A digital object like a class roster file is a complex object that is built up of many layers of expression and encoding. If I download my class roster as a CSV (comma-separated values) file, the information has been arranged as a table and encoded according to the standards for the file format. The data values for each attribute have been expressed with numbers and letters, which are encoded following another standard called UTF (Unicode Transmission Format). Those UTF characters are encoded as binary bitstreams (sequences of 1s and 0s) since our computers use binary representations to record and process information. The Basic Representation Model gives a conceptual model for these levels of representation and encoding, which gives us a path for analyzing datasets to critiques data models, formats and encodings in terms of the impacts on people and communities (Wickett, 2023).
This model supports close readings of datasets that influence communities through public perception and policymaking. The City of Los Angeles publishes an “Arrest Data from 2020 to Present” dataset through their open data portal that lists information about arrests made by the Los Angeles Police Department (LAPD, 2022). The dataset is accompanied by a detailed description of the 25 columns that are used to describe an event where a person was arrested. In addition to reading the dataset documentation, the tags and the available formats for download are evidence for how the dataset is positioned and intended to be used. This arrest dataset is tagged as “public safety” and the available data formats foreground geographic data formats (KML and Shapefile) that can be imported into GIS software to create maps.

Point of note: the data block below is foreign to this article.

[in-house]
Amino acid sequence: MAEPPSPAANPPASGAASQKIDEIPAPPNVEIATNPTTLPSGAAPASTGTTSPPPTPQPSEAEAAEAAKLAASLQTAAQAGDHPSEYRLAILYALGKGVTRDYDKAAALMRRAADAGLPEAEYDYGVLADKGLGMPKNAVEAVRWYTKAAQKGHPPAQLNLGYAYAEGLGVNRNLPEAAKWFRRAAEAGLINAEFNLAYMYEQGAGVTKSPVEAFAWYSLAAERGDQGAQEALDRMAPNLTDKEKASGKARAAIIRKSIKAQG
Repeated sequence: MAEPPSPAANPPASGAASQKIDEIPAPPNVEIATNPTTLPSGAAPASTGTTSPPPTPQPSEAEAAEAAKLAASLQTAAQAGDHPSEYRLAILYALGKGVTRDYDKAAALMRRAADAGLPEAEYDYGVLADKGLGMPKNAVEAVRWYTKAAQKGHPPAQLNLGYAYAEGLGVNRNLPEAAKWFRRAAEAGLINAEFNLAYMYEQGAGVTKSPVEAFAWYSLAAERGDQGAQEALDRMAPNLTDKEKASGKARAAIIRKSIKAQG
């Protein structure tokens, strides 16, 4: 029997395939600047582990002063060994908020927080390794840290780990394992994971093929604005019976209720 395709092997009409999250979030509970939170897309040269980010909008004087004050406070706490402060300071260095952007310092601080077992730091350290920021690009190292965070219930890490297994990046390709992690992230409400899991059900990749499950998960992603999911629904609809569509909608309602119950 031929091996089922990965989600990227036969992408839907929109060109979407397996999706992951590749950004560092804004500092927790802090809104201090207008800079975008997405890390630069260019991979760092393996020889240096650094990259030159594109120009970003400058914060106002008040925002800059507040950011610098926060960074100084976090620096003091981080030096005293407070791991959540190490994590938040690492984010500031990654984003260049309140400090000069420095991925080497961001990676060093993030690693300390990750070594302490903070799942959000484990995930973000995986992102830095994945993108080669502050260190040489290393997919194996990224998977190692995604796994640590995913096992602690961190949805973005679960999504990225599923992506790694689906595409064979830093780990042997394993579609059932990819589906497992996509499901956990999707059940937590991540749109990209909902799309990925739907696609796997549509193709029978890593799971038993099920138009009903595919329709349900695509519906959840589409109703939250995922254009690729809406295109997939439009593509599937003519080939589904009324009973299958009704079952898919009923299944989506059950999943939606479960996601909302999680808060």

The dataset also emphasizes geography through the data model. Geographic information appears at varying levels of granularity in 10 of the 25 attributes, and every row in the dataset includes a value for Location (“The location where the crime incident occurred. Actual address is omitted for confidentiality. XY coordinates reflect the nearest 100 block”(LAPD,2022)). In contrast, there is absolutely no information about the police officers involved in an arrest. While anonymity is a reasonable concern for a publicly available dataset, the people who have been arrested are present in the data model; in terms of their age, gender (labeled ‘Sex Code’) and race (labeled ‘Descent Code’). The imbalance is striking.